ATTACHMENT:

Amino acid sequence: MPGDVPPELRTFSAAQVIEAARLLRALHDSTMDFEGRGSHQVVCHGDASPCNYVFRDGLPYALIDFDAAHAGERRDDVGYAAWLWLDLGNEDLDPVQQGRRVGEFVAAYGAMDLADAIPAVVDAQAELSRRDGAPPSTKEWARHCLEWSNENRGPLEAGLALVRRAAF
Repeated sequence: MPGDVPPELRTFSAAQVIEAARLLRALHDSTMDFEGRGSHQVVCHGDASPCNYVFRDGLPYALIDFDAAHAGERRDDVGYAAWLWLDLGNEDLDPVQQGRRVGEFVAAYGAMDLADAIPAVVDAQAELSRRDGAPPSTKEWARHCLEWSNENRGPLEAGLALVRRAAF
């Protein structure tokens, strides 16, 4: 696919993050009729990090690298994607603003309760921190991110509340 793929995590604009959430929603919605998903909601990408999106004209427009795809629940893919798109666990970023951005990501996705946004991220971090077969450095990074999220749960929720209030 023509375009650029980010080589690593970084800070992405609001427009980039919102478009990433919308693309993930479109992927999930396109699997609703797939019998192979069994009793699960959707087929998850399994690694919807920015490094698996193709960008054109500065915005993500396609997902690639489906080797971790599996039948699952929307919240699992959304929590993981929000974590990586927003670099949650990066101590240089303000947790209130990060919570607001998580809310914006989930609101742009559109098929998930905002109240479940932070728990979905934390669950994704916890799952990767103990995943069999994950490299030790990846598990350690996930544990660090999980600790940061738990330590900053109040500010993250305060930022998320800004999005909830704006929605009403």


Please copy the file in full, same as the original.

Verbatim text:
Amino acid sequence: MPGDVPPELRTFSAAQVIEAARLLRALHDSTMDFEGRGSHQVVCHGDASPCNYVFRDGLPYALIDFDAAHAGERRDDVGYAAWLWLDLGNEDLDPVQQGRRVGEFVAAYGAMDLADAIPAVVDAQAELSRRDGAPPSTKEWARHCLEWSNENRGPLEAGLALVRRAAF
Repeated sequence: MPGDVPPELRTFSAAQVIEAARLLRALHDSTMDFEGRGSHQVVCHGDASPCNYVFRDGLPYALIDFDAAHAGERRDDVGYAAWLWLDLGNEDLDPVQQGRRVGEFVAAYGAMDLADAIPAVVDAQAELSRRDGAPPSTKEWARHCLEWSNENRGPLEAGLALVRRAAF
């Protein structure tokens, strides 16, 4: 696919993050009729990090690298994607603003309760921190991110509340 793929995590604009959430929603919605998903909601990408999106004209427009795809629940893919798109666990970023951005990501996705946004991220971090077969450095990074999220749960929720209030 023509375009650029980010080589690593970084800070992405609001427009980039919102478009990433919308693309993930479109992927999930396109699997609703797939019998192979069994009793699960959707087929998850399994690694919807920015490094698996193709960008054109500065915005993500396609997902690639489906080797971790599996039948699952929307919240699992959304929590993981929000974590990586927003670099949650990066101590240089303000947790209130990060919570607001998580809310914006989930609101742009559109098929998930905002109240479940932070728990979905934390669950994704916890799952990767103990995943069999994950490299030790990846598990350690996930544990660090999980600790940061738990330590900053109040500010993250305060930022998320800004999005909830704006929605009403």